50mm prime lens example

Prime lenses are ideal for low-light situations, like night-sky photography.

Which is best? It all depends on the situation. I think prime lenses are an excellent choice for nearly all types of photography, but I have plenty of uses for zoom lenses, too.

I especially love prime lenses for portraits, event, and nature photography because they encourage creative composition — I'm always moving around to see what unique, interesting views I can capture.

When I shoot sports for my local university, I use a 70-200mm zoom lens because I can easily adjust my focal length when the action moves closer or further away. And taking a single zoom lens with me on vacation lets me pack lightly and still get a wide range of shots.

Popular focal ranges for different types of photography

One way to narrow down your choices is to ask yourself what kind of photography you think you'll be doing the most. The needs of a landscape photographer are generally different from the needs of a portrait photographer, for example.

This chart breaks down typical focal ranges for different types of photography.

Common Focal Ranges
Range View Best Use
Ultra-wide angle 14mm-24mm creates a wide angle of view that can look distorted architecture, events, interiors
Wide angle 24mm-35mm shows a lot of context while still looking natural landscapes, architecture
Standard 35mm-70mm reproduces what your eye can see street scenes, intimate settings, candids, portraits, events
Medium telephoto 70mm-105mm provides a closer, natural-looking perspective portraits, close-ups, details
Telephoto 105mm-300mm lets you capture distant subjects and show them in context landscape details, sports, wildlife
Super telephoto 300mm-800mm lets you get detailed images of distant subjects birding, wildlife, sports

Now, let's take a more in-depth look at the most common types of lenses. And then I'll touch on a few of the more specialized options.

Wide-angle lenses

A wide-angle lens has a focal length of 35mm or less. They're called "wide angle" because they capture a broader view of a scene than what the human eye sees.

Wide-angle lenses are great for showing the vastness of a location, like landscapes or sweeping views of a city. They're also great for getting shots in tight spaces, like group photos in small rooms.

Wide shot of a night sky

Wide-angle lenses are a popular choice for night sky photographers, since they capture expansive views of the stars.

Wide-angle lenses are also great for getting super close to your subject. I shot this photo while holding my camera right beside the Ferrari's wheel. The close proximity helps emphasize the tire while still allowing me to get the entire car in the shot.

Wide-angle car example

Wide-angle lenses let you get close to your subject for unique perspectives and compositions.

It's worth noting that because wide-angle lenses can distort close-up subjects, they aren't the best choice for portraiture or headshots. A longer focal length is almost always preferred in those cases.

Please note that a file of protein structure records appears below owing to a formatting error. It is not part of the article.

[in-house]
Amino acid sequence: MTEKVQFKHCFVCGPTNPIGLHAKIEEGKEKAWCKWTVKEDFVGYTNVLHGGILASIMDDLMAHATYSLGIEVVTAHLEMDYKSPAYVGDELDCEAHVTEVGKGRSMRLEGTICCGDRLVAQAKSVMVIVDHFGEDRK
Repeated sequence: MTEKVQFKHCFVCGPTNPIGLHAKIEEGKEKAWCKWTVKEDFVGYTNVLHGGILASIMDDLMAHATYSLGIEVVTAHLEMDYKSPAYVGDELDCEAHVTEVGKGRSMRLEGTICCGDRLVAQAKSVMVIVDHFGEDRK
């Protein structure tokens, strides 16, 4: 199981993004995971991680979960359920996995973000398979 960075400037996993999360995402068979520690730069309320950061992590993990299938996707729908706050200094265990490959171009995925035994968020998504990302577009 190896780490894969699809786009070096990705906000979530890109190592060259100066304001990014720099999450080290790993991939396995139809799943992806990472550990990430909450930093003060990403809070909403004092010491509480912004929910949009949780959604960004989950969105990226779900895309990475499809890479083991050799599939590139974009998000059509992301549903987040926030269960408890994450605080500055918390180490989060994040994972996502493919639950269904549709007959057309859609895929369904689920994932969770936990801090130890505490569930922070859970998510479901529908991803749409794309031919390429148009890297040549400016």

I love 85mm, 100mm, and 200mm focal lengths for portraits because of their flattering compression. These longer focal lengths allow me to stay at a relaxed distance from my subject, which means I don't have to have my camera and lens close to their face.

Portrait photo example

An ideal focal range for portraits is between 85mm and 200mm.

"Standard" lenses

Standard lenses cover the 35mm to 70mm range, and offer the closest field of view to what you see with your eyes, which is about 50mm. They're terrific for nearly all types of photography, and make great "walk-around" lenses. I use my 24-70mm lens for parties, wandering through the woods, and snapping pictures when I'm on vacation.

Standard 50mm lens example

A standard lens offers a field of view similar to what you see with your eyes. Side note: making nature photos black and white can add a pop of visual interest to your composition.

Telephoto lenses

A telephoto lens can have a focal length of anywhere from 70mm all the way up to a staggering 800mm. These longer lenses let you close in on subjects that are far away.

Long telephoto lenses are ideal for sports and wildlife photography, while shorter telephoto lenses are great for portraits. Telephotos also generally work well for close-up shots at events like concerts, weddings, or graduation ceremonies.

distant telephoto example

A telephoto lens lets you capture action at a distance, like this shot of the moon during the 2017 solar eclipse.

Unless you have a specific focal length in mind, a telephoto zoom lens is a better choice than a telephoto prime lens for most folks, since its range of focal lengths lets you easily choose the right one for your subject or scene.

Telephoto prime lenses are fairly specialized, but offer superb optics. For example, I use a 200mm prime lens when I'm shooting football games and want terrific action shots from the sideline.

telephoto close up example

A telephoto lens compresses the background behind your image to provide extra emphasis on your subject.

Specialty lenses

Macro lenses

A macro lens lets you get really close to a small subject — most of the time mere inches away. They generally have a magnification ratio of 1:1 or higher, and almost always come in fixed focal lengths (prime lenses). These specialty lenses carry a heftier price tag, but they can also pull double duty as exceptional portrait lenses.

Macro shot of a frog.

A macro lens lets you take super-detailed photos of tiny subjects.